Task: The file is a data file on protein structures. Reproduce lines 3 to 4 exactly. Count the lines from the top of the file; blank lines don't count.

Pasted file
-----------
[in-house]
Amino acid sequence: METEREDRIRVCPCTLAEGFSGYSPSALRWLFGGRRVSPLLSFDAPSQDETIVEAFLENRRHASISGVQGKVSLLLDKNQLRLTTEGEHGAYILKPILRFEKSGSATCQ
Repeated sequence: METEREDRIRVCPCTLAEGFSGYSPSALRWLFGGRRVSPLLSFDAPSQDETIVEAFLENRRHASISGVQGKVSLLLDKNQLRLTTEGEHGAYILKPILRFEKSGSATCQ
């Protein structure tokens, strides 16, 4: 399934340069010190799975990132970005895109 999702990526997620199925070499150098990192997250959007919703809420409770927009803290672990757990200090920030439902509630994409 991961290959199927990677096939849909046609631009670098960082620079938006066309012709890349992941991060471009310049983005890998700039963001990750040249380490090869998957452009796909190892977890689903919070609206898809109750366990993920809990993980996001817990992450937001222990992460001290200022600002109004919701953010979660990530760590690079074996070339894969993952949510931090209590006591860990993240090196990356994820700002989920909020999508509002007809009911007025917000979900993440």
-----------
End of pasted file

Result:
Repeated sequence: METEREDRIRVCPCTLAEGFSGYSPSALRWLFGGRRVSPLLSFDAPSQDETIVEAFLENRRHASISGVQGKVSLLLDKNQLRLTTEGEHGAYILKPILRFEKSGSATCQ
């Protein structure tokens, strides 16, 4: 399934340069010190799975990132970005895109 999702990526997620199925070499150098990192997250959007919703809420409770927009803290672990757990200090920030439902509630994409 991961290959199927990677096939849909046609631009670098960082620079938006066309012709890349992941991060471009310049983005890998700039963001990750040249380490090869998957452009796909190892977890689903919070609206898809109750366990993920809990993980996001817990992450937001222990992460001290200022600002109004919701953010979660990530760590690079074996070339894969993952949510931090209590006591860990993240090196990356994820700002989920909020999508509002007809009911007025917000979900993440």